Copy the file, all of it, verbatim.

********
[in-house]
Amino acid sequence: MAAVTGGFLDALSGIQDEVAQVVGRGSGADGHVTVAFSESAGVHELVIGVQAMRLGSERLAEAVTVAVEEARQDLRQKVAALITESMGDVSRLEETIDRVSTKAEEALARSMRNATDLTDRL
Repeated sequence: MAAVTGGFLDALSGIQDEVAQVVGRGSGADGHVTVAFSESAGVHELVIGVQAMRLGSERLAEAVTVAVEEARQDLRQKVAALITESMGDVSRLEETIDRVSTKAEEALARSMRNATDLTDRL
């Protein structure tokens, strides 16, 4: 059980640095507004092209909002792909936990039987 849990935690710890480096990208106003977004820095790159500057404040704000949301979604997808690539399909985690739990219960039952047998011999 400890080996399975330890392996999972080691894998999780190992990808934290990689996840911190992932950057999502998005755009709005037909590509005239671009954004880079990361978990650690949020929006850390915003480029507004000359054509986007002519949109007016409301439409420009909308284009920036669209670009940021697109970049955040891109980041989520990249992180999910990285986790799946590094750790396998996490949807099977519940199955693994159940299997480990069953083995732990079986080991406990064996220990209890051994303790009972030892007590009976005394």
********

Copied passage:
[in-house]
Amino acid sequence: MAAVTGGFLDALSGIQDEVAQVVGRGSGADGHVTVAFSESAGVHELVIGVQAMRLGSERLAEAVTVAVEEARQDLRQKVAALITESMGDVSRLEETIDRVSTKAEEALARSMRNATDLTDRL
Repeated sequence: MAAVTGGFLDALSGIQDEVAQVVGRGSGADGHVTVAFSESAGVHELVIGVQAMRLGSERLAEAVTVAVEEARQDLRQKVAALITESMGDVSRLEETIDRVSTKAEEALARSMRNATDLTDRL
């Protein structure tokens, strides 16, 4: 059980640095507004092209909002792909936990039987 849990935690710890480096990208106003977004820095790159500057404040704000949301979604997808690539399909985690739990219960039952047998011999 400890080996399975330890392996999972080691894998999780190992990808934290990689996840911190992932950057999502998005755009709005037909590509005239671009954004880079990361978990650690949020929006850390915003480029507004000359054509986007002519949109007016409301439409420009909308284009920036669209670009940021697109970049955040891109980041989520990249992180999910990285986790799946590094750790396998996490949807099977519940199955693994159940299997480990069953083995732990079986080991406990064996220990209890051994303790009972030892007590009976005394």